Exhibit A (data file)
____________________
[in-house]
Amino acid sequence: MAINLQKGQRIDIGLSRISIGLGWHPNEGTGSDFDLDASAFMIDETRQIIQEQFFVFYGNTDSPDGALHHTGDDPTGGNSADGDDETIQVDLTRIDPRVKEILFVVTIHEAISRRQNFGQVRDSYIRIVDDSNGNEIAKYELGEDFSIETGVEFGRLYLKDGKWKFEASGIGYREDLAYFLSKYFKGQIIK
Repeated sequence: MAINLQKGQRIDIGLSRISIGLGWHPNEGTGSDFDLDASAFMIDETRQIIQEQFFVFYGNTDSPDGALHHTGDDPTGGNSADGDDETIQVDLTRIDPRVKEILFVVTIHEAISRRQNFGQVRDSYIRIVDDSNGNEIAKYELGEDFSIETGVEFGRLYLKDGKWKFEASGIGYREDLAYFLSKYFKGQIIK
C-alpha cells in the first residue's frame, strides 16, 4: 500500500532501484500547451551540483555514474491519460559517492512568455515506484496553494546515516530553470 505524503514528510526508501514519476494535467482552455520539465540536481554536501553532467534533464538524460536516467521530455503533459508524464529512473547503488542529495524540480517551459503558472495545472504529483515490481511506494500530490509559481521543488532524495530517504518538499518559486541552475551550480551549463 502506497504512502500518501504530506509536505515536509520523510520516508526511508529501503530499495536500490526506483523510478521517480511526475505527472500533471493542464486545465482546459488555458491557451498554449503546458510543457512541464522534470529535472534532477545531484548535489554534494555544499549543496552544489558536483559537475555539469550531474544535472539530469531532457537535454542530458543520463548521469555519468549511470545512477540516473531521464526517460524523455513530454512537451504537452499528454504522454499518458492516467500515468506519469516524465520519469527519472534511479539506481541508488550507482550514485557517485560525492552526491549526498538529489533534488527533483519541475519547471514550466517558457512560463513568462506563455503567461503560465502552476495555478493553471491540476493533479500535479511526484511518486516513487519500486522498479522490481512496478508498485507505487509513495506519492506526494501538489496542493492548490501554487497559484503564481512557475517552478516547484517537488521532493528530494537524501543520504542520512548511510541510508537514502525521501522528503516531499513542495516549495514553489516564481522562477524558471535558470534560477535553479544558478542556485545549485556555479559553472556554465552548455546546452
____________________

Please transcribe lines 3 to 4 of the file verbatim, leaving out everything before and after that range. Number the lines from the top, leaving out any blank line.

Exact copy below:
Repeated sequence: MAINLQKGQRIDIGLSRISIGLGWHPNEGTGSDFDLDASAFMIDETRQIIQEQFFVFYGNTDSPDGALHHTGDDPTGGNSADGDDETIQVDLTRIDPRVKEILFVVTIHEAISRRQNFGQVRDSYIRIVDDSNGNEIAKYELGEDFSIETGVEFGRLYLKDGKWKFEASGIGYREDLAYFLSKYFKGQIIK
C-alpha cells in the first residue's frame, strides 16, 4: 500500500532501484500547451551540483555514474491519460559517492512568455515506484496553494546515516530553470 505524503514528510526508501514519476494535467482552455520539465540536481554536501553532467534533464538524460536516467521530455503533459508524464529512473547503488542529495524540480517551459503558472495545472504529483515490481511506494500530490509559481521543488532524495530517504518538499518559486541552475551550480551549463 502506497504512502500518501504530506509536505515536509520523510520516508526511508529501503530499495536500490526506483523510478521517480511526475505527472500533471493542464486545465482546459488555458491557451498554449503546458510543457512541464522534470529535472534532477545531484548535489554534494555544499549543496552544489558536483559537475555539469550531474544535472539530469531532457537535454542530458543520463548521469555519468549511470545512477540516473531521464526517460524523455513530454512537451504537452499528454504522454499518458492516467500515468506519469516524465520519469527519472534511479539506481541508488550507482550514485557517485560525492552526491549526498538529489533534488527533483519541475519547471514550466517558457512560463513568462506563455503567461503560465502552476495555478493553471491540476493533479500535479511526484511518486516513487519500486522498479522490481512496478508498485507505487509513495506519492506526494501538489496542493492548490501554487497559484503564481512557475517552478516547484517537488521532493528530494537524501543520504542520512548511510541510508537514502525521501522528503516531499513542495516549495514553489516564481522562477524558471535558470534560477535553479544558478542556485545549485556555479559553472556554465552548455546546452